Silver prices and the iShares Silver Trust (SLV) — a popular silver ETF which tracks physical silver — continue their rollercoaster ride so far this year. As of now, silver and the SLV ETF are down almost 30% year-to-date.
But expectations were high for the silver ETF heading into 2013. In fact, Business Insider ran the headline: “2013 Will Be A Huge Year For Silver – Analysts, Traders And Investors Agree.”
As seen by the performance of both the metal and the silver ETF, it clearly didn’t quite work out that way.
A Tough Time for the Silver ETF
Bloomberg had surveyed 49 silver experts at the end of 2012 and the median estimate for growth in silver prices this year was 29%. That’s a relative miss of 58 percentage points. So what happened to derail silver prices and by extension, the silver ETF?
Well, analysts had expected increased demand for the metal as investors moved away from gold and into silver. See, silver was and still is undervalued in comparison to gold … which should have bode well for the SLV ETF. Plus, as the global economy gets stronger, the industrial use of silver increases. That puts even more pressure on supply and, in theory, drives prices and the silver ETF up even further.
But instead, safe-haven investments simply haven’t been the place to be right. Stocks are sizzling and, until equities slow, there’s little chance for the SLV ETF to gain much ground.
Silver (and the silver ETF) have been struggling for some time, though. Silver prices hit an all-time high of $55 back in 1980, and the next highest point came in March 2011 when an ounce was selling for $46. But since the 2011 high, silver prices are down more than 50%. As a result, the SLV ETF achieved an ugly negative total return during that period.
If you look at a 28-year chart of silver prices, you can’t help but notice how deep this latest bear market is. It’s extended 30 months from the top through early November, and there’s been no comparable decline since 1985.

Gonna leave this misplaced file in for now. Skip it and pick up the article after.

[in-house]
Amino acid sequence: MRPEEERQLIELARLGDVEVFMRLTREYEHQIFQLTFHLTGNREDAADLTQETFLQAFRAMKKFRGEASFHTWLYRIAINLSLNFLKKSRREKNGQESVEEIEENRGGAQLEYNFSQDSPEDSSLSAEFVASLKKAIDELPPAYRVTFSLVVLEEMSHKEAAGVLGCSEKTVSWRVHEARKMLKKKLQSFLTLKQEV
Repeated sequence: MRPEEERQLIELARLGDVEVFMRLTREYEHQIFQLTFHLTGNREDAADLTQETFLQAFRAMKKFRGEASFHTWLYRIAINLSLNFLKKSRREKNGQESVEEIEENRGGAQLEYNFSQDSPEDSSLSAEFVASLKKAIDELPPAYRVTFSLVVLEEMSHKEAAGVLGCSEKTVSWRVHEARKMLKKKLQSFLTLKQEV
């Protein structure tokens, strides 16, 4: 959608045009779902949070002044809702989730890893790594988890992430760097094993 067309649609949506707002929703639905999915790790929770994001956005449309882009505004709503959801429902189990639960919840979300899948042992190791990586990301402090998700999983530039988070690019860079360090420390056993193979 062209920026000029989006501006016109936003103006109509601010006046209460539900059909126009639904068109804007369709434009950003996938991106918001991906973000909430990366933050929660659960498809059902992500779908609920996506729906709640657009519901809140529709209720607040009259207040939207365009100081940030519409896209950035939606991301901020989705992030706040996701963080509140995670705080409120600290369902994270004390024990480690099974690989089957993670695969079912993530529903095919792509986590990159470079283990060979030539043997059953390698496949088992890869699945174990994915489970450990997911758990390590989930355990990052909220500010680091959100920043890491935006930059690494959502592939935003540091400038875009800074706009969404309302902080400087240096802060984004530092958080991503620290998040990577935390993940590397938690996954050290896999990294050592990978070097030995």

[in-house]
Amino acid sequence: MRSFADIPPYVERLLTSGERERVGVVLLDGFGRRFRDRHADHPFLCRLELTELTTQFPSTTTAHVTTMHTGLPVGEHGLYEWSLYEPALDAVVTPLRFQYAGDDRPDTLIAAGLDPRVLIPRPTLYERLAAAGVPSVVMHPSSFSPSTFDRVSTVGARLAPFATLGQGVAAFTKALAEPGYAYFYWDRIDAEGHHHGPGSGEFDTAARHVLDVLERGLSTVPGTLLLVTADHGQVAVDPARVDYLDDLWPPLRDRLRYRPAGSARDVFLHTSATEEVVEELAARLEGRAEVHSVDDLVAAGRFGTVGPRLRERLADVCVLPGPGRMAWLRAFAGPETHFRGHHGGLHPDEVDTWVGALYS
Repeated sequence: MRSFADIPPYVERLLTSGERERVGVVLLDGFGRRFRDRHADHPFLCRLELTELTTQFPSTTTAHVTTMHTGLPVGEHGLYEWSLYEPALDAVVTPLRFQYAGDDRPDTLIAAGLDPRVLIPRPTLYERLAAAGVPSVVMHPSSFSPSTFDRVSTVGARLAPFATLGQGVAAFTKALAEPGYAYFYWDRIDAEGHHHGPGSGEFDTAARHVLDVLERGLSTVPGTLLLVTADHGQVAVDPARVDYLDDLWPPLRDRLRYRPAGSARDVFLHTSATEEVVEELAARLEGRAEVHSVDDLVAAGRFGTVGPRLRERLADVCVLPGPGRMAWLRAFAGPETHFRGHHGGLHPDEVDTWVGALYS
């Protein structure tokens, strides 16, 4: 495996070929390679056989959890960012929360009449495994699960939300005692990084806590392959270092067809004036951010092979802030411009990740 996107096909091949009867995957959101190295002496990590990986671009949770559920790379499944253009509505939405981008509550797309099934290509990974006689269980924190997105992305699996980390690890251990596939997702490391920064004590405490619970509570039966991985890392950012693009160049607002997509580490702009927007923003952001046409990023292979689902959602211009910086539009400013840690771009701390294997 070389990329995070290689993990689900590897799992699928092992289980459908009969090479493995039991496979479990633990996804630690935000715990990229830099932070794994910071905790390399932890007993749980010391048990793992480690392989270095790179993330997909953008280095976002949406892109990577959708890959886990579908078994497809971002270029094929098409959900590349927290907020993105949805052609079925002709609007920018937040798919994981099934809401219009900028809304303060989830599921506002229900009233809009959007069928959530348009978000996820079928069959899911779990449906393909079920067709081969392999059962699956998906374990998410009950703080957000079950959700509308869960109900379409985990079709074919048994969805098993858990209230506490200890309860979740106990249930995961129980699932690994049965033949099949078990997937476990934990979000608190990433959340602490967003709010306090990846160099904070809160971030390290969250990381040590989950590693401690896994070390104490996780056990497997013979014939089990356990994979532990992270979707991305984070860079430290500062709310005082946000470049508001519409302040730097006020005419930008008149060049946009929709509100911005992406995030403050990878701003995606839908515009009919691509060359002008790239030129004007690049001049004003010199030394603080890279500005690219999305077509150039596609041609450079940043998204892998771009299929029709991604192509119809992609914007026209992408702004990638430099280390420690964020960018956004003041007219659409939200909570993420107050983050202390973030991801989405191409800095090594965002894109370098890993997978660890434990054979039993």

What’s Next for the SLV ETF?
Still, looking at silver’s chart going back to 1985, you can see that silver’s current price is slightly above $20 per ounce. That’s not half bad when you consider that it traded range-bound for 20 years (1985-2005) at prices between $5 and $10.
If you had bought silver just as it came out of its funk in 2005, you’d have doubled your money over eight very difficult years economically speaking. If you had bought in 1985 and sold in 2005, you made nothing.
What will happen next for silver and the silver ETF?
Three things can happen: First, silver and the SLV ETF could go on another 20-year flatline. Second, the metal and silver ETF could drop below $10 and go back to being range-bound in single digits. Finally, it could slowly start moving back toward an all-time high.
Two out of three of those options aren’t too bad and the likelihood of silver and the silver ETF (given demand) heading back to $5 any time soon seems remote. While experts like Warren Buffett think investing in gold is stupid, one reason is that you can’t really do anything with it. Silver, on the other hand, at least provides some tangible use beyond its speculative underbelly.
Therefore, if you must own a metal like gold or silver, the SLV ETF is a solid alternative. At current prices, I’d say this silver ETF is a buy.
As of this writing, Will Ashworth did not hold a position in any of the aforementioned securities.